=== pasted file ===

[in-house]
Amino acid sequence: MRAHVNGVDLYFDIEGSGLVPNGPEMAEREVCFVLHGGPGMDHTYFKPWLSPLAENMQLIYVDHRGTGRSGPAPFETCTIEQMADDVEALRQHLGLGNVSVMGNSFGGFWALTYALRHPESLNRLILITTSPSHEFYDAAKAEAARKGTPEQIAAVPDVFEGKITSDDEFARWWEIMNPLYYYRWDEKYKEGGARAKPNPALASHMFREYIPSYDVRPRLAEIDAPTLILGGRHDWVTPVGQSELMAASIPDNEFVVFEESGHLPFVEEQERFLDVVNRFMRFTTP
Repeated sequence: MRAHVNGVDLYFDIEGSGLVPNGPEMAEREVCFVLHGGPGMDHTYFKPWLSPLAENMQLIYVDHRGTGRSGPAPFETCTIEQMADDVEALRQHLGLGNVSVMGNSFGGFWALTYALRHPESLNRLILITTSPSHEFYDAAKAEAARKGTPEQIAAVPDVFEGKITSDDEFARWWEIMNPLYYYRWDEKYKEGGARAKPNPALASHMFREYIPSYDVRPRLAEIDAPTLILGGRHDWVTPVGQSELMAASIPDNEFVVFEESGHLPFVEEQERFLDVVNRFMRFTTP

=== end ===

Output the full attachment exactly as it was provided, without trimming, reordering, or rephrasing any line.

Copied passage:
[in-house]
Amino acid sequence: MRAHVNGVDLYFDIEGSGLVPNGPEMAEREVCFVLHGGPGMDHTYFKPWLSPLAENMQLIYVDHRGTGRSGPAPFETCTIEQMADDVEALRQHLGLGNVSVMGNSFGGFWALTYALRHPESLNRLILITTSPSHEFYDAAKAEAARKGTPEQIAAVPDVFEGKITSDDEFARWWEIMNPLYYYRWDEKYKEGGARAKPNPALASHMFREYIPSYDVRPRLAEIDAPTLILGGRHDWVTPVGQSELMAASIPDNEFVVFEESGHLPFVEEQERFLDVVNRFMRFTTP
Repeated sequence: MRAHVNGVDLYFDIEGSGLVPNGPEMAEREVCFVLHGGPGMDHTYFKPWLSPLAENMQLIYVDHRGTGRSGPAPFETCTIEQMADDVEALRQHLGLGNVSVMGNSFGGFWALTYALRHPESLNRLILITTSPSHEFYDAAKAEAARKGTPEQIAAVPDVFEGKITSDDEFARWWEIMNPLYYYRWDEKYKEGGARAKPNPALASHMFREYIPSYDVRPRLAEIDAPTLILGGRHDWVTPVGQSELMAASIPDNEFVVFEESGHLPFVEEQERFLDVVNRFMRFTTP